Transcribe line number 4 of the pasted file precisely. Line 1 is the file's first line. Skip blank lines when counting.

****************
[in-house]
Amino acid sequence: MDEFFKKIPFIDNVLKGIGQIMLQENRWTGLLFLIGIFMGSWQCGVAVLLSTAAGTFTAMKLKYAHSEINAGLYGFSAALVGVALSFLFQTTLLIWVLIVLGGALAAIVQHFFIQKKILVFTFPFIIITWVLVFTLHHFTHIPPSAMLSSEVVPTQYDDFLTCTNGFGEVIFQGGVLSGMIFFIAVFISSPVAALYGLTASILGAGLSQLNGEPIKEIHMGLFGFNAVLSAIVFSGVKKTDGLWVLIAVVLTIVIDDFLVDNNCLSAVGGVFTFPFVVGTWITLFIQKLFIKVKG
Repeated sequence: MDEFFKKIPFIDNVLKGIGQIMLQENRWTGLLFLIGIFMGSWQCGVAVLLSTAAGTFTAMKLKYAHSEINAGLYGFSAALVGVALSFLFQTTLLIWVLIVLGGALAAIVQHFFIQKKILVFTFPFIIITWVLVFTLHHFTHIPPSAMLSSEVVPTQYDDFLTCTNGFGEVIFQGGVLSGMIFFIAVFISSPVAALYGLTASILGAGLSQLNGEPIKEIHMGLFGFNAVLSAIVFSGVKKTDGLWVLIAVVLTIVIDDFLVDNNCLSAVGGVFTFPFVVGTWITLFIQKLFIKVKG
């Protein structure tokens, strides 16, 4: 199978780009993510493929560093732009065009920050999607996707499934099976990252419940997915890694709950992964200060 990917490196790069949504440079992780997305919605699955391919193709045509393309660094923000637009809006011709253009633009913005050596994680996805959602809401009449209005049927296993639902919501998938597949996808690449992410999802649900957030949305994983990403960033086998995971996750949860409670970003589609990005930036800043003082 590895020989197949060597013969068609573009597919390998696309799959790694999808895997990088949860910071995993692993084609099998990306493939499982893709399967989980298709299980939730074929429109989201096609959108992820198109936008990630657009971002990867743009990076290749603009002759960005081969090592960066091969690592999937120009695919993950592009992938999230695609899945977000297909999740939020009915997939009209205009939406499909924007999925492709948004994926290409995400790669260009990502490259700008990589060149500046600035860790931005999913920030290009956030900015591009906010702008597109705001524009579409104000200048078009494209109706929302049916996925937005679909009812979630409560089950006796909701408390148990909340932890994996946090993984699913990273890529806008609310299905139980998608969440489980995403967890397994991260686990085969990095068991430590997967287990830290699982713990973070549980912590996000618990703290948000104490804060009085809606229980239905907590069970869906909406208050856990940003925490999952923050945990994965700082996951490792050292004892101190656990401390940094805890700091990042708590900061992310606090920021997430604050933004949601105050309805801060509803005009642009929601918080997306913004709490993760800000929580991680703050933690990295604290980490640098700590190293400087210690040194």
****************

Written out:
């Protein structure tokens, strides 16, 4: 199978780009993510493929560093732009065009920050999607996707499934099976990252419940997915890694709950992964200060 990917490196790069949504440079992780997305919605699955391919193709045509393309660094923000637009809006011709253009633009913005050596994680996805959602809401009449209005049927296993639902919501998938597949996808690449992410999802649900957030949305994983990403960033086998995971996750949860409670970003589609990005930036800043003082 590895020989197949060597013969068609573009597919390998696309799959790694999808895997990088949860910071995993692993084609099998990306493939499982893709399967989980298709299980939730074929429109989201096609959108992820198109936008990630657009971002990867743009990076290749603009002759960005081969090592960066091969690592999937120009695919993950592009992938999230695609899945977000297909999740939020009915997939009209205009939406499909924007999925492709948004994926290409995400790669260009990502490259700008990589060149500046600035860790931005999913920030290009956030900015591009906010702008597109705001524009579409104000200048078009494209109706929302049916996925937005679909009812979630409560089950006796909701408390148990909340932890994996946090993984699913990273890529806008609310299905139980998608969440489980995403967890397994991260686990085969990095068991430590997967287990830290699982713990973070549980912590996000618990703290948000104490804060009085809606229980239905907590069970869906909406208050856990940003925490999952923050945990994965700082996951490792050292004892101190656990401390940094805890700091990042708590900061992310606090920021997430604050933004949601105050309805801060509803005009642009929601918080997306913004709490993760800000929580991680703050933690990295604290980490640098700590190293400087210690040194």